It was no surprise, therefore, to discover the other two Religions of the Book (Judaism and Islam) seemed equally reprehensible in their treatment of women. I was boggled to discover Judaism seemed to consider women not only "unclean" whenever they performed the absolute miracle of birth — but that a girl child was somehow filthier than a boy child!

A woman who becomes pregnant and gives birth to a son will be ceremonially unclean for seven days, just as she is unclean during her monthly period… Then the woman must wait thirty-three days to be purified from her bleeding. She must not touch anything sacred or go to the sanctuary until the days of her purification are over. If she gives birth to a daughter, for two weeks the woman will be unclean, as during her period. Then she must wait sixty-six days to be purified from her bleeding (Leviticus 12:2, 4-5).

Even worse, Islam hadn't simply deprived women of voice and agency — through veiling and burqa the men of Islam seemed to be intent on depriving women of any form of public "face" whatsoever! Both of them set the husband up as lord and master over his wife or wives — and that tweaked my alarm flags concerning the dreadful hierarchy of marriage again.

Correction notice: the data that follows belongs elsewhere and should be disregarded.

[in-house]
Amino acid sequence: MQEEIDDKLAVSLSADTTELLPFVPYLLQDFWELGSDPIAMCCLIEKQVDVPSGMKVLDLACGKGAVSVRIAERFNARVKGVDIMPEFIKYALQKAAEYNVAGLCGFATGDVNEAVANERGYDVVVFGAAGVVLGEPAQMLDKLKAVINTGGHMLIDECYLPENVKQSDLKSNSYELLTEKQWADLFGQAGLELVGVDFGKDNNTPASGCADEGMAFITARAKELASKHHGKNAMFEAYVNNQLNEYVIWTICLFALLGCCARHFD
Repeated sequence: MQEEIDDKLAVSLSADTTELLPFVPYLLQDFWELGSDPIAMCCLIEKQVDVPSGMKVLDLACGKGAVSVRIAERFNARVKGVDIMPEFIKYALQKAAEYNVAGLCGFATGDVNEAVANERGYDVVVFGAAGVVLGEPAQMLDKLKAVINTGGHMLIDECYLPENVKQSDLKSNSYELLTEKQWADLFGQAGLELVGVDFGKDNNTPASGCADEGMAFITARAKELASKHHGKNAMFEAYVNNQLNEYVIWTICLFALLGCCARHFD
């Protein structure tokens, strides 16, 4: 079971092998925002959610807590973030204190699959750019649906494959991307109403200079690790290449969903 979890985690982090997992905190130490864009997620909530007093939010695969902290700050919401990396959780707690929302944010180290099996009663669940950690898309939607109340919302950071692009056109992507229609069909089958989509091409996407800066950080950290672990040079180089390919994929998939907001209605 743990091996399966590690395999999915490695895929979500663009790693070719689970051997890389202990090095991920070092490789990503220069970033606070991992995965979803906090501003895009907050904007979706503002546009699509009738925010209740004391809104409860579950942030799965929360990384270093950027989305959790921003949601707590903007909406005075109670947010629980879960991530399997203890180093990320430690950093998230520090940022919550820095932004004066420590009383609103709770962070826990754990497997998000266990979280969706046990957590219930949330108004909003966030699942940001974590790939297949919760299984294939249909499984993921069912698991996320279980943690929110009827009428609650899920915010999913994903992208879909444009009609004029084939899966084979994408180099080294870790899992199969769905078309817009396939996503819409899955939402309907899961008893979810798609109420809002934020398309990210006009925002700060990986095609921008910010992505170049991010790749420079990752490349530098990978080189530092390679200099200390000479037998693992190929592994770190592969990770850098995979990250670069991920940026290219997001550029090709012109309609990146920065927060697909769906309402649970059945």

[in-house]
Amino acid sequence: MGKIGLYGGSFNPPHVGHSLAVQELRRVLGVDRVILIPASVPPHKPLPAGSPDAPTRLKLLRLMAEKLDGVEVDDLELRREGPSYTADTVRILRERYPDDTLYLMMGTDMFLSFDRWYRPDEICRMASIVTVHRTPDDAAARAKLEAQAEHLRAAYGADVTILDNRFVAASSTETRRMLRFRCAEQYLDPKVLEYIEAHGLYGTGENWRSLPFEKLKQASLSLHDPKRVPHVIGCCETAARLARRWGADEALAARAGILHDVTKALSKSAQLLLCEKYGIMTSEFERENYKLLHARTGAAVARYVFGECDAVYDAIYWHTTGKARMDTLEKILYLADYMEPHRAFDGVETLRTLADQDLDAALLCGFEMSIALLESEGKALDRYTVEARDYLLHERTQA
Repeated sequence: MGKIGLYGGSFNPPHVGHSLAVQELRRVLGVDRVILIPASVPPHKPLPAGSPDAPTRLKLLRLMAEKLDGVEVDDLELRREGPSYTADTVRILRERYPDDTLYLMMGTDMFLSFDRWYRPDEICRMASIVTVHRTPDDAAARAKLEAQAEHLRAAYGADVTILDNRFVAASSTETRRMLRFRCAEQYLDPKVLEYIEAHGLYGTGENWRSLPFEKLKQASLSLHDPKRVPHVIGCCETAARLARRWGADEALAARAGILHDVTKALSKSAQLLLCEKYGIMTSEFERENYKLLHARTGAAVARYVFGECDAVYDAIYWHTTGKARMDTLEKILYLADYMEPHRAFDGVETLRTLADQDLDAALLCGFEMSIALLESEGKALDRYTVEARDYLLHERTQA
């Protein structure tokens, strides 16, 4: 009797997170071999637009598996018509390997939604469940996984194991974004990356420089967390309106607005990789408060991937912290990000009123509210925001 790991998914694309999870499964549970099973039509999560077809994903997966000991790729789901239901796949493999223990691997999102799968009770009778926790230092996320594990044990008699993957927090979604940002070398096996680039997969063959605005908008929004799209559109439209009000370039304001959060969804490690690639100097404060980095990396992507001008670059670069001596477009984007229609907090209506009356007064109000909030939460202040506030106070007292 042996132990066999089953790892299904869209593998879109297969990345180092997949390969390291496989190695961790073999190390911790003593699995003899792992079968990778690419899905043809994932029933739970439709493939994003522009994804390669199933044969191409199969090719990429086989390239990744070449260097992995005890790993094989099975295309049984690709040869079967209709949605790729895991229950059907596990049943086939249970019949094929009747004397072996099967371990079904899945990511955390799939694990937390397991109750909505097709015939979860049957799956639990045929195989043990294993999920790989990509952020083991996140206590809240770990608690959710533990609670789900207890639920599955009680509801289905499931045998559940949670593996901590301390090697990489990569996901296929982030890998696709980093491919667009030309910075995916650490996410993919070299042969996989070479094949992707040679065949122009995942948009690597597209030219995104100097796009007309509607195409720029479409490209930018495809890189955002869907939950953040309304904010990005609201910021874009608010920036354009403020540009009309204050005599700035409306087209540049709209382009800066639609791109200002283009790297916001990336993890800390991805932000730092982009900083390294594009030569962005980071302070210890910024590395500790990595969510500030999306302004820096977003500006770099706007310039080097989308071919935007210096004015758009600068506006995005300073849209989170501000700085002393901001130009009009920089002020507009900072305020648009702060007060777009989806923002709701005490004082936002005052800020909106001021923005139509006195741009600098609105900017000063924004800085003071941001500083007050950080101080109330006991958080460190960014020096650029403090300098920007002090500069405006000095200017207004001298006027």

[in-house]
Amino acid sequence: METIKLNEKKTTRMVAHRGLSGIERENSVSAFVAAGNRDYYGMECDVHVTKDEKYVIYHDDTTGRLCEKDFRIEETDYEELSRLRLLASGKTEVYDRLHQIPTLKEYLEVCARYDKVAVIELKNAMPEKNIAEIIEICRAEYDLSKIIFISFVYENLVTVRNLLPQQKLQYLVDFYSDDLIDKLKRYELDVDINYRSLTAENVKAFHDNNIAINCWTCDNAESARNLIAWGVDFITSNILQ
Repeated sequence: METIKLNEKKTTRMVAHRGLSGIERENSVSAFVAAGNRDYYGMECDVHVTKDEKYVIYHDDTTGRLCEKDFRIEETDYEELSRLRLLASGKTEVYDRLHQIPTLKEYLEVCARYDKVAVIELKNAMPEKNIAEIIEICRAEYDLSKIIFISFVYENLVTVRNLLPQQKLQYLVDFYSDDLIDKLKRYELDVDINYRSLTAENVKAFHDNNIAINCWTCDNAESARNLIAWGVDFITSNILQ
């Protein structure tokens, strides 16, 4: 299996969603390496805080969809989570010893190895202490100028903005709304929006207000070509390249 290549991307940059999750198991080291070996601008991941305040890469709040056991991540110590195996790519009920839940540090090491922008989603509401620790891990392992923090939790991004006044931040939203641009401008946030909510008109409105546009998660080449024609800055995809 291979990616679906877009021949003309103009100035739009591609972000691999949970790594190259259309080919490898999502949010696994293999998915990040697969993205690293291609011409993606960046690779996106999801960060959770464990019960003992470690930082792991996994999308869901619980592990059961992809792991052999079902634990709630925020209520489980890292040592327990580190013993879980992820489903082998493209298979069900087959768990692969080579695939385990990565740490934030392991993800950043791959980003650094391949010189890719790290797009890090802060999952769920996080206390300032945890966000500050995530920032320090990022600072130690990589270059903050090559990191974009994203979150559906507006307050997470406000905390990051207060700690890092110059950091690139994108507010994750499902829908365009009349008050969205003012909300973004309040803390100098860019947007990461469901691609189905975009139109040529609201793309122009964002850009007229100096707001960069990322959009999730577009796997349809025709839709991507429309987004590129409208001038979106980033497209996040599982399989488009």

Hinduism offered me some hope when I discovered it had many lovely goddesses — but as soon as I discovered the "Laws of Manu," I walked away from it as well:

She should do nothing independently even in her own house. In childhood subject to her father, in youth to her husband, and when her husband is dead to her sons, she should never enjoy independence… Though he be uncouth and prone to pleasure, though he have no good points at all, the virtuous wife should ever worship her lord as a god" (Mitter 88).

Curiously, my firm conviction on the essential wrongness of hierarchical marriage was so strong and well supported that I got into very few discussions on the matter. There was apparently something about my directly confronting supporters of this social institution with the essential imbalances implicit in its structure, which caused its supporters to either stutter confusedly, or to abruptly change the subject.

Religion, however, was another matter entirely, as I was still trying to wrap my head around how someone could actually believe such unmitigated crap as that women were essentially inferior to men. I got into a huge number of (sometimes quite heated) discussions in my attempts to understand this attitude, and while I learned a great deal about knee-jerk reactions and the inadvisability of binding one's concept of self-worth to one's personal beliefs, I never really did grasp what would cause someone to believe such silliness.